The view from our new house was just fantastic. Looking north over the lake, you could see Okanagan Mountain park, watch the snow levels rise and fall with the changing seasons. The apple orchard below would bloom, leaf out, bear fruit, turn color and then turn into abstract patterns of bare branches .
Little songs would run on endless loops as I concentrated. It was a sort of fuzzy daydream state, where only vague thoughts of work or the future hovered at the periphery, kept at bay by my mantra of the day. “Doing the garden, pulling the weeks, who could ask for more?”
We were perched on the edge of a steep slope of undeveloped land which was part of the property, full of grasses and shrubs, with a few trees. The ridge continued west, behind a winery, where a sparse forest of Ponderosa pine and fir created a border between the grassland below and vineyard on the higher ground. Next to the house there was also a cultivated garden put in by the previous owners, with lots of plantings and some lawn. Each spring it was a surprise to see what grew.
Somehow it fell to me to do the gardening, novice that I was. Raking, mowing, cutting back the shrubs, weeding, snow shoveling, keeping it neat. These tasks, with their repetitive physical movements in the fresh air, became oddly calming. I would submit to the work, not hurrying, just steadily persevering. Little songs would run on endless loops as I concentrated. It was a sort of fuzzy daydream state, where only vague thoughts of work or the future hovered at the periphery, kept at bay by my mantra of the day. “Doing the garden, pulling the weeks, who could ask for more?”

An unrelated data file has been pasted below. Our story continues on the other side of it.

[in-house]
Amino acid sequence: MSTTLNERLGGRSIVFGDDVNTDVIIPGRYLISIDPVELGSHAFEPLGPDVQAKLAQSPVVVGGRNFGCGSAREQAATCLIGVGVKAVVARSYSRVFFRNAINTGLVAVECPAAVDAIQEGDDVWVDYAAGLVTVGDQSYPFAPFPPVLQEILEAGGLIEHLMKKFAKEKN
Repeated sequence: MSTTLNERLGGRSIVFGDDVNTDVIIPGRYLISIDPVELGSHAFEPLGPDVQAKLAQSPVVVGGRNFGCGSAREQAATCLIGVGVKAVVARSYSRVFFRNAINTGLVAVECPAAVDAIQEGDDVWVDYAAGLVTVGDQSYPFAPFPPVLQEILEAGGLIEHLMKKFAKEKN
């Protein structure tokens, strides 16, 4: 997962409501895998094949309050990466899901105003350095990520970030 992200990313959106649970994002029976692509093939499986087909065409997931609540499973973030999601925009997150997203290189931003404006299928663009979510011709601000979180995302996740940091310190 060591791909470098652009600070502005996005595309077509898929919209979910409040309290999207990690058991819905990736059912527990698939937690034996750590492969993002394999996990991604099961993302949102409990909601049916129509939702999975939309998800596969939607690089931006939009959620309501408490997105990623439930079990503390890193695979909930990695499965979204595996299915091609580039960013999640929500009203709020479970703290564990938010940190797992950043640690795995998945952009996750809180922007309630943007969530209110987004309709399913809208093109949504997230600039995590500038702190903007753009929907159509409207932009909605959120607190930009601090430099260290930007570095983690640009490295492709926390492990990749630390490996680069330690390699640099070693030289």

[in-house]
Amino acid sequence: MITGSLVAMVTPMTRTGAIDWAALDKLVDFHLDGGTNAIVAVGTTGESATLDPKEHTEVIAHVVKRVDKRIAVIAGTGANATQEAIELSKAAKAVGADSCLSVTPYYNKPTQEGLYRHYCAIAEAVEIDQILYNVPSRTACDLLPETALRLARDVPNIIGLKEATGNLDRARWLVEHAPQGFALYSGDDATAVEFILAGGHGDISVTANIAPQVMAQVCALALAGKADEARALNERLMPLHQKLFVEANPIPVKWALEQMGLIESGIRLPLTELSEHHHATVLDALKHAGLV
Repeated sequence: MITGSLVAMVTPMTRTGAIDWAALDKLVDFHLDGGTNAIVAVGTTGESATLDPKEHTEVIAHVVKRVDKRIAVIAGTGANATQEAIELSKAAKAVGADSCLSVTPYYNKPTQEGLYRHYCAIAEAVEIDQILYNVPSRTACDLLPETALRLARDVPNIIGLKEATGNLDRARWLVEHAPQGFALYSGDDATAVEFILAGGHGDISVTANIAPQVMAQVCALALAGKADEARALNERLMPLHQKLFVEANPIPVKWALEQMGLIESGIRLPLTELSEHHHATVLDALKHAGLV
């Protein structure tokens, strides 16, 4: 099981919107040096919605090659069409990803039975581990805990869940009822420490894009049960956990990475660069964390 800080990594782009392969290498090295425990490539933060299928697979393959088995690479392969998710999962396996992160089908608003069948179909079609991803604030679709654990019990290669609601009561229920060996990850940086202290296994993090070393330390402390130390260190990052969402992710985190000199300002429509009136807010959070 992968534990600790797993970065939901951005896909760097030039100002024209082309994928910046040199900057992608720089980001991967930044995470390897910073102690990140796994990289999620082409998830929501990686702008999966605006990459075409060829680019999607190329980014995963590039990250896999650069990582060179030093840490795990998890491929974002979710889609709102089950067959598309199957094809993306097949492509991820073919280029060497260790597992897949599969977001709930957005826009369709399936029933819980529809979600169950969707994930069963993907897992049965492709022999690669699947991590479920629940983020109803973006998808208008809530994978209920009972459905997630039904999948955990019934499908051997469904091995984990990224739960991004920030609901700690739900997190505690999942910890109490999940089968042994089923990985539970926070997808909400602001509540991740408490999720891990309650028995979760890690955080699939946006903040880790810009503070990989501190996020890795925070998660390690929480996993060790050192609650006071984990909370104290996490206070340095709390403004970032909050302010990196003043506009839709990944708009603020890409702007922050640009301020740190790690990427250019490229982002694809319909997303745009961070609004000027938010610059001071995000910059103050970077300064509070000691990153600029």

Gradually I learned how the plants grew, what needed more vigorous pruning, when different flowers appeared. My philosophy was: if it grows and is happy, and I like it, let it be; if it doesn’t grow, it wasn’t meant to be; if I don’t like it, take it out and let the other things grow. I also learned that sometimes, that sweet little ground cover I let grow turned into sticky chickweed.
After a while, I turned my attention to the uncultivated slope, clearing out brush under the high deck where land had been disturbed from the house construction. Wearing work boots and carrying a big brown paper leaf bag, I worked my way ever further down the slope, pulling out knapweed and dalmation toadflax, cheat grass and scrawny weeds. The more distant from the house, the fewer invasive species, the richer the soil. In fact, what looked like scrubby grassland was a cornucopia of beautiful native plants— blue wheat bunchgrass, old man’s beard, blue flax, death camus, coyote brush, mariposa lily, yarrow, moss, the rare columbine. I tried not to disturb it by tromping through, and just smiled in appreciation when the arrowleaf balsam root bloomed into its bright yellow flowers next to the delicate white blossoms of the saskatoon bushes in the spring.
I worked my way back along the edge, towards the pines, hauling away yessir, yessir, many bags full of weeds. It was most important to get to them in the spring, when the soil was still moist and before the weeds seeded. I spent hours perched precariously at the top of the slope disentangling cheat grass from the roots of my favorite plants, to the steady chant of “free the bunch grass!”, “free the blue flax”.
When there were too many stairs and it was too hard to stay in that house, we moved. It had been fifteen years with many, many, many hours mindlessly humming and tending to the land. Looking at the results of all that work, I had to give a rueful laugh, because I don’t think most people could tell the difference between the before and after. But I could. The grasslands might seem like just a bunch of weeds, but it did my heart good to see the beauty of those thriving native plants which, after so many hours of dreamlike communing, had become my friends.